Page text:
The Barrio San Pedro Tlalnahuac is one of the 17 Barrios Originarios that make up the Center of Xochimilco. It’s probably most famous today for hosting the final stop on the light-rail that brings so many visitors to the area. Before rushing off to the rest of the Center, San Pedro is itself home to one of the oldest chapels in the area. (See more below.)
But San Pedro is also famous for having been an even older port of entry to Xochimilco itself. Ancient Tlalnahuac, (Náhuatl meaning “next to the land”), had centers for rest, food, and dozens of ancient markets. It was known for hundreds of years as a primary commercial and trading area. The arriving Spanish are said to have remarked upon the beauty and perfect maintenance of the canals which originated here. The first neighborhood founded in colonial era Xochimilco, has also the first chapel.
Pedro Ramírez del Castillo
- The main drag in the neighborhood is a street named for Pedro Ramírez del Castillo. He arrived in New Spain, and to Xochimilco, in 1663. He attended the Royal University and practiced as a priest in Pachuca. An excellent speaker, he was soon moved to the Church of San Miguel Arcángel in the City Center. He was later recognized for his work protecting the indigenous peoples of both New Spain and forcefully imported, enslaved, people from Asia. He was rewarded with an appointment as a Judge overseeing indigenous peoples’ affairs. He went on to organize the first library in New Spain and later became rector of the Metropolitan Cathedral.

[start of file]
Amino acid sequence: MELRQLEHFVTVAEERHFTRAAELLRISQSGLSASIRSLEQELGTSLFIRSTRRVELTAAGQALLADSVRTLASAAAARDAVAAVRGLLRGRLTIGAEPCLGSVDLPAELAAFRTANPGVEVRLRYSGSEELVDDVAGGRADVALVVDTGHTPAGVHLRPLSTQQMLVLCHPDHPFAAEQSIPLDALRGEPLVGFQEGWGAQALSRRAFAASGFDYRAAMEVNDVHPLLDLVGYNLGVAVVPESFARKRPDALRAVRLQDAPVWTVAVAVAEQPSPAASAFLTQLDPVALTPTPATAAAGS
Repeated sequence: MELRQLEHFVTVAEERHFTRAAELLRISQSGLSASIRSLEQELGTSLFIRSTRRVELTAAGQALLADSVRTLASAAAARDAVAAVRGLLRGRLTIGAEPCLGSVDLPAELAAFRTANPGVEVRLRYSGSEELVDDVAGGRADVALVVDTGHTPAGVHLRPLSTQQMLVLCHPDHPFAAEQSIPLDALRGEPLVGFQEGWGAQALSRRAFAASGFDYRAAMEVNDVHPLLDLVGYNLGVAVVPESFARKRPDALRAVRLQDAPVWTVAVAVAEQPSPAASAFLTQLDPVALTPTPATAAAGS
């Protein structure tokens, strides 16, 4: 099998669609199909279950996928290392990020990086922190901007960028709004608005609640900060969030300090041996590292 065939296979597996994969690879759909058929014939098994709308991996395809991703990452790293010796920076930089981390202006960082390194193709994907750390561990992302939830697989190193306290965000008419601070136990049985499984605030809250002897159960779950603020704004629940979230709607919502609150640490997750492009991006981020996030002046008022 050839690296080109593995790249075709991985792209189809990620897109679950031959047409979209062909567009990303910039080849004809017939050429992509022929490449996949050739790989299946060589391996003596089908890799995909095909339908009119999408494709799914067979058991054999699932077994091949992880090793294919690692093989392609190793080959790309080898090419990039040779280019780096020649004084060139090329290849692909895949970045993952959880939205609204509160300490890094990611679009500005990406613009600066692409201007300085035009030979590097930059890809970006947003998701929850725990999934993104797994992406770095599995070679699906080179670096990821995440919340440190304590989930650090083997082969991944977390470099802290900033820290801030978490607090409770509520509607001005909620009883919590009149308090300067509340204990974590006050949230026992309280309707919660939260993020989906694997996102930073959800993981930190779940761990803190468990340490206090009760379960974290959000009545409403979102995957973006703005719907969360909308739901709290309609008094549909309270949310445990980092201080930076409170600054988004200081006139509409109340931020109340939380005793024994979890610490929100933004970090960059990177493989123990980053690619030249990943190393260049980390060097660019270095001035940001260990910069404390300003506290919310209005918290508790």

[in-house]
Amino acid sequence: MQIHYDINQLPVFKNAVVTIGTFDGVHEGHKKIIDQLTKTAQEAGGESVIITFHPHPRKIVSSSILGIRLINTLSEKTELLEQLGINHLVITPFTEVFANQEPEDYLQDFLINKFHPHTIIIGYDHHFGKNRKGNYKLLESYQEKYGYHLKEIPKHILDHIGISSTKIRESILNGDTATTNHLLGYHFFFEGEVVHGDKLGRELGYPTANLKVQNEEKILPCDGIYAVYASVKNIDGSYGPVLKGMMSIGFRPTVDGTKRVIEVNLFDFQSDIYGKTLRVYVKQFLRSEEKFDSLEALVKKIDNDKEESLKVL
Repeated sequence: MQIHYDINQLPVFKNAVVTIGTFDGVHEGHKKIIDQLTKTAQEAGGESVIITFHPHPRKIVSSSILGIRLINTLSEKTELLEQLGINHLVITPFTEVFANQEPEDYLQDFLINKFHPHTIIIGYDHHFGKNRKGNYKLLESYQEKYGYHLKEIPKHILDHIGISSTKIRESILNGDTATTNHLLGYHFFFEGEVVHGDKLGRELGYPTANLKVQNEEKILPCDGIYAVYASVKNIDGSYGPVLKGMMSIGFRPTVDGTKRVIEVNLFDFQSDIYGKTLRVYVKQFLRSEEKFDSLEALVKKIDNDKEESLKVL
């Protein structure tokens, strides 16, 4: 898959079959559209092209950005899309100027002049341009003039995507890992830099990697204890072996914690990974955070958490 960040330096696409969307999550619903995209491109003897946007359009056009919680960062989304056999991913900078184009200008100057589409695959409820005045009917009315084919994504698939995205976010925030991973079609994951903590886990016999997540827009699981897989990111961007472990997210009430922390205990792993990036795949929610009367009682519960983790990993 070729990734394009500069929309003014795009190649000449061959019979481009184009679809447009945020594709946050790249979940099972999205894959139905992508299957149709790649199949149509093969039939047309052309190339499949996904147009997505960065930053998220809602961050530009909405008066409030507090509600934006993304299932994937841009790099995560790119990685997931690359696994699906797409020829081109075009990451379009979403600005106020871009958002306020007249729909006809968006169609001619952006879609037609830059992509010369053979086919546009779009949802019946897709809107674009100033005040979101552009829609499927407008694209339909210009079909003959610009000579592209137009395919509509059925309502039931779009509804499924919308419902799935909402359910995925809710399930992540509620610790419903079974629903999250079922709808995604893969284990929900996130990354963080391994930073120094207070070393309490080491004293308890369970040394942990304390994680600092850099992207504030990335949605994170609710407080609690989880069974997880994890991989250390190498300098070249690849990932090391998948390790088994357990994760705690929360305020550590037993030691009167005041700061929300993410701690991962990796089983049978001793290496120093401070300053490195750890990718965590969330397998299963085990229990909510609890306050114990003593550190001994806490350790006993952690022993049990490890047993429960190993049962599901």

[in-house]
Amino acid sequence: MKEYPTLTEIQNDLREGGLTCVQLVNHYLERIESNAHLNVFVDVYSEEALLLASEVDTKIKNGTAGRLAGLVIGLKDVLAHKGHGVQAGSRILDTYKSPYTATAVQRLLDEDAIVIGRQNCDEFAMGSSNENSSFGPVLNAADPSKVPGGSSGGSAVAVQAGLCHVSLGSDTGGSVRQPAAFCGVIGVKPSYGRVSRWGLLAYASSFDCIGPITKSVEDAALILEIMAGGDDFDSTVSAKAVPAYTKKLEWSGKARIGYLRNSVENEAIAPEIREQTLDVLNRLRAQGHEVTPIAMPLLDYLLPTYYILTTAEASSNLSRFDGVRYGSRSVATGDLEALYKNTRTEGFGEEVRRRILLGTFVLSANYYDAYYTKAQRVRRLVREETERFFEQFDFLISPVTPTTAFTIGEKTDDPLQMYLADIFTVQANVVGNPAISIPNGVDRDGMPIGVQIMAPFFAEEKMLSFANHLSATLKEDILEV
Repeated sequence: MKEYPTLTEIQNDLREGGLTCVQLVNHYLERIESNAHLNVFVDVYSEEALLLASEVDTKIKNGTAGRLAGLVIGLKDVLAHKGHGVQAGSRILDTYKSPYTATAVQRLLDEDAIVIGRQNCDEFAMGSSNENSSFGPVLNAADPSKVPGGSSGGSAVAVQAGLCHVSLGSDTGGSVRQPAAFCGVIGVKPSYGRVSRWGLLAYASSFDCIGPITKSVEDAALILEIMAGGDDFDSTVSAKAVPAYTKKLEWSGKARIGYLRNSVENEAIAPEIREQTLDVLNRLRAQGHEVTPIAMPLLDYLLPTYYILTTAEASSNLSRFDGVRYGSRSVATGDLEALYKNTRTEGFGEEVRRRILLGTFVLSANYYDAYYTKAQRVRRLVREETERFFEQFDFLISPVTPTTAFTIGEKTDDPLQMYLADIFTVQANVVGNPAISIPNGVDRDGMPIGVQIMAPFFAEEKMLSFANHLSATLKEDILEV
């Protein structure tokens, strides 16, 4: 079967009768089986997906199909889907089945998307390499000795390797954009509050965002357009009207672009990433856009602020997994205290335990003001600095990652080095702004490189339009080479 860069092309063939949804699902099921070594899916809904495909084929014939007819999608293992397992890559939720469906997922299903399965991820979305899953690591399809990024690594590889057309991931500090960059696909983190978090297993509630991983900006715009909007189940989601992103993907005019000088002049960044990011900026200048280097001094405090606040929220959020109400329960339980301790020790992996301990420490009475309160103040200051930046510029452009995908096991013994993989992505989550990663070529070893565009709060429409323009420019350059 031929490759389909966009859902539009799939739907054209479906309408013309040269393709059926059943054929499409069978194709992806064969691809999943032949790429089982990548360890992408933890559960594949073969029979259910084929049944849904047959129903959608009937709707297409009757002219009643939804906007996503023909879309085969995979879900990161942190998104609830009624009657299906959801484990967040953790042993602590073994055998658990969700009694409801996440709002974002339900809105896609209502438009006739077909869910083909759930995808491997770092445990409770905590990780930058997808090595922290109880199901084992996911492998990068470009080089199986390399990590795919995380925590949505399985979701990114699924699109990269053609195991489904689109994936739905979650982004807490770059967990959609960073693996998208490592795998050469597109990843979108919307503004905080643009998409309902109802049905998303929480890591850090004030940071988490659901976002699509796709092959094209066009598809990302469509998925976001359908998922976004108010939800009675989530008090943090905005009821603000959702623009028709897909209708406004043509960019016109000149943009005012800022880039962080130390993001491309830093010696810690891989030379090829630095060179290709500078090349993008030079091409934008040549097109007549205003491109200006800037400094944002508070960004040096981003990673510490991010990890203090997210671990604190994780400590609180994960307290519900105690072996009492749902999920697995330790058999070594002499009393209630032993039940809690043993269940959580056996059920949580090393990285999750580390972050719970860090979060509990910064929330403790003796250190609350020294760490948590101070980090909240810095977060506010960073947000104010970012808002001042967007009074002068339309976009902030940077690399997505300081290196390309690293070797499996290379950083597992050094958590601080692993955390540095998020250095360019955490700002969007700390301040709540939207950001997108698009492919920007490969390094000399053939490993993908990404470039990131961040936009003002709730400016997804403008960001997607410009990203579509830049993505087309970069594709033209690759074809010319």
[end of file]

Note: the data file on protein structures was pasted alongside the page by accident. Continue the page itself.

The Chapel of San Pedro Tlalnahuac was founded between 1530 and 1533. Construction carried on for nearly 200 years and concluded only in 1716. A single nave is next to a tower with two bells. Inside is an 18th-century sculpture of San Pedro Apóstol. There are also figures of Jesus Christ and Our Lady of Candelaria. All of them are believed to have been brought here from the town of San Salvador.
Like all of the ancient neighborhoods of Xochimilco, El Barrio San Pedro is small enough to be walked in a few minutes. Every corner turns onto one more colorful, crooked, charming, and friendly passageway than the last.